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Service Women’s Action Network Reacts to Pentagon Report on Sexual Assault Trends at Military Academies

Demands Pentagon Back-Up Today’s Report with Immediate Action to Change “Institutionalized Culture of Sexual Assault and Harassment”

NEW YORK, NY – On Wednesday, the Department of Defense’s Sexual Assault Prevention and Response Office (SAPRO) issued their “Annual Report on Sexual Harassment and Violence at the U.S. Military Service Academies” which revealed a 64% increase in sexual assault reports from the previous year, and found that over 90% of assaults go unreported. The report also indicated nearly 80% of sexual harassment incidents go unreported by both men and women because cadets feel it is "not important."

Responding to the release of the report, the Service Women’s Action Network (SWAN) - a national human rights organization founded and led by women veterans – called on the Pentagon to immediately undergo a process of reviewing and updating policy measures to combat a pervasive culture of rape, sexual assault and sexual harassment (defined by the Dept. of Defense as Military Sexual Trauma, or MST) currently found within the military service academies. 


“The military is a top-down organization and positive cultural change must begin with accountability from the highest levels of military leadership," said Anuradha Bhagwati, a former Marine Corps Captain and Executive Director of SWAN. "The vast majority of generals and admirals began their careers as cadets and midshipmen at the military academies. They have been steeped in leadership models and ethical traditions that clearly fail when it comes to issues of Military Sexual Trauma.”


The report released today has been published annually since 2006 and provides data on reported sexual assaults involving cadets and midshipmen, as well as policies, procedures and processes implemented in response to sexual harassment and violence during the previous academic year.  The full report is available at:


“The reality today is that military academies are insular environments where sexual predators face little risk of prosecution, and survivors have little hope for institutional protections,” continued Bhagwati.  “The academies integrated in 1976 and it took 30 years before a West Point cadet was convicted on a rape charge.  Although cadets are finally being prosecuted for sexual offenses, the punishment rarely fits the crime.  To change the current culture of impunity, we must hold military leaders accountable by demanding that they support survivors and relentlessly prosecute sexual predators.”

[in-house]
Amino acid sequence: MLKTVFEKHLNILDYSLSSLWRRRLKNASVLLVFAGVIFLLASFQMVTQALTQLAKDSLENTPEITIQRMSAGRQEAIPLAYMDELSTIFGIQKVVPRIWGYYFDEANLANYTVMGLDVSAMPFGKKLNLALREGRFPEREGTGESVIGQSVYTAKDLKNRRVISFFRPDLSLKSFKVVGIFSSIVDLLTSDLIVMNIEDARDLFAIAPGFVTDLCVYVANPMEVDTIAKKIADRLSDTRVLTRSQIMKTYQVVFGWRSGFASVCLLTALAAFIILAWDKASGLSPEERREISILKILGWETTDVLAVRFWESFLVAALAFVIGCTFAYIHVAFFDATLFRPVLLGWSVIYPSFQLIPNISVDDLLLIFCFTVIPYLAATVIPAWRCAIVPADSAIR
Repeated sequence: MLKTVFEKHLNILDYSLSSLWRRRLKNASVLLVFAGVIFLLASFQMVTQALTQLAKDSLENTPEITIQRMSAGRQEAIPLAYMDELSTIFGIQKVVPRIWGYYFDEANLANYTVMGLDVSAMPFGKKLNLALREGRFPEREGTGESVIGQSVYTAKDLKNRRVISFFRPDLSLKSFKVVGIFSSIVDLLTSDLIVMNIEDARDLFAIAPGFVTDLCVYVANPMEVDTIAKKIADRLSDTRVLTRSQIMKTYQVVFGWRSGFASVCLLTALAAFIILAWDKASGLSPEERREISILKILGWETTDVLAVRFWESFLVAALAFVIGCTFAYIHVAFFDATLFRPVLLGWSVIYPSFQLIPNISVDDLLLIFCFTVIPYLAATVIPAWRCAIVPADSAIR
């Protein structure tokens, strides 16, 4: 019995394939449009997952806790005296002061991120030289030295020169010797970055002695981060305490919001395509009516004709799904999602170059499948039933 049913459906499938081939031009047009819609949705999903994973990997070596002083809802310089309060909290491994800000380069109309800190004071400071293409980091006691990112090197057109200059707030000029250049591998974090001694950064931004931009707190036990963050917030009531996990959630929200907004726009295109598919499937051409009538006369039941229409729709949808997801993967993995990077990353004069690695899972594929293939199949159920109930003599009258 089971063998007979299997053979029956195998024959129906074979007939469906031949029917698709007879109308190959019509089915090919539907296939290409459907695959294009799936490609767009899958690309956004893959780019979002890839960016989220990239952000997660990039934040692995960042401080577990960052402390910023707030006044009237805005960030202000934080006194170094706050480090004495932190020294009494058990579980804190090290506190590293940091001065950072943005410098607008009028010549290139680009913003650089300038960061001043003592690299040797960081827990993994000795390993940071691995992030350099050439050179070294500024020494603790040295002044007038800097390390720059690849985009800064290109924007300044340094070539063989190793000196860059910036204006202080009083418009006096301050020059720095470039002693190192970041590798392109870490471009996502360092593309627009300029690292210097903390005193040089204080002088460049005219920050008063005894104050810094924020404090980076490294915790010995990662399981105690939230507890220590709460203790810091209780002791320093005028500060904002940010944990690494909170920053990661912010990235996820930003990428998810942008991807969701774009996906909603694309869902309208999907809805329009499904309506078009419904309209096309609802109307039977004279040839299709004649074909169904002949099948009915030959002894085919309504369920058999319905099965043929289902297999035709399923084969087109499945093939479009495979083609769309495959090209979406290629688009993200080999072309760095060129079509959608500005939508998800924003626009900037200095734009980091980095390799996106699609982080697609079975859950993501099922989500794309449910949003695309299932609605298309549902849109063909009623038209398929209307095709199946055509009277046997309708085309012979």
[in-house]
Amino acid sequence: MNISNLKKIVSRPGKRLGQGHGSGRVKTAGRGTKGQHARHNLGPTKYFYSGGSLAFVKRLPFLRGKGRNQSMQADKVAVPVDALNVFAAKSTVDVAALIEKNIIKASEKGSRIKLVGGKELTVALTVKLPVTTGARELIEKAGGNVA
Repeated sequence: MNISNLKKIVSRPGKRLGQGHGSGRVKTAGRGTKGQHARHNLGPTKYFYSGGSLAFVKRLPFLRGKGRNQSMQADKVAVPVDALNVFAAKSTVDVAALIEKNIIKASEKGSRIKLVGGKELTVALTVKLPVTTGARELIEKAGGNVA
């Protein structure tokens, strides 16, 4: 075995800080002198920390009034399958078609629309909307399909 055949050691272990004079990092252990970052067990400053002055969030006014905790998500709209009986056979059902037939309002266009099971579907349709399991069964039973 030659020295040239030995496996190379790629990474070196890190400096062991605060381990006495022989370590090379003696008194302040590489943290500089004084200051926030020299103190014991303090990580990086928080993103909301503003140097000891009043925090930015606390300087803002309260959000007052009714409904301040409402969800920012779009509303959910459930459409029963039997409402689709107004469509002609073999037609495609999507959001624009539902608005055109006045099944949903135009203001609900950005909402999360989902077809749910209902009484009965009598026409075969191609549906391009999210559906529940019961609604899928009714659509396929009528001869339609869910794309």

The report lists in detail sexual offenses at each academy and the final dispositions of the cases brought for discipline.  Of the 41 reports, only 17 were referred to commanders for action:  4 cases were recommended for courts-martial, 3 individuals received Non-Judicial Punishment (administrative discipline), and the remaining 7 received in-school discipline which consisted of additional duties, suspension of privileges, or class demerits.

"The longest sentence that the military handed out in these academy rape cases was only 3-1/2 years in prison," said Bhagwati. "The fact that an individual can plead guilty to raping a fellow cadet and receive punishments like demerits or additional duty instead of jail time is unconscionable."  

In New York State, forcible rape is a class B felony, punishable by 12-1/2 to 25 years in prison.

"This issue has far reaching consequences, and not just for those in the military. Rapists are routinely discharged from the military as a form of punishment, often times with nothing in their records that reflects their criminal activity while serving." Bhagwati said. "In these cases the military is unleashing sexual predators into unsuspecting civilian communities where statistics show they are likely to rape again."


On Monday, SWAN and the ACLU filed a lawsuit in U.S. Federal District Court in New Haven, CT against the Department of Defense and the Veterans Administration (VA) to obtain the release of records under the Freedom of Information Act (FOIA) on the prevalence of MST within the armed services, the policies of the DOD and VA regarding MST and other related disabilities, and the nature of each agency’s response to MST.  To read the press release announcing the filing of this lawsuit, please go to:

To read the lawsuit complaint, please go to:


SWAN is a national human rights organization founded and led by women veterans.  SWAN’s vision is to transform military culture by securing equal opportunity and the freedom to serve in uniform without threat of harassment, discrimination, intimidation or assault.  SWAN also seeks to reform veterans' services on a national scale to guarantee equal access to quality health care, benefits and resources for women veterans and their families. You can follow Service Women’s Action Network on Twitter at, or on Facebook at




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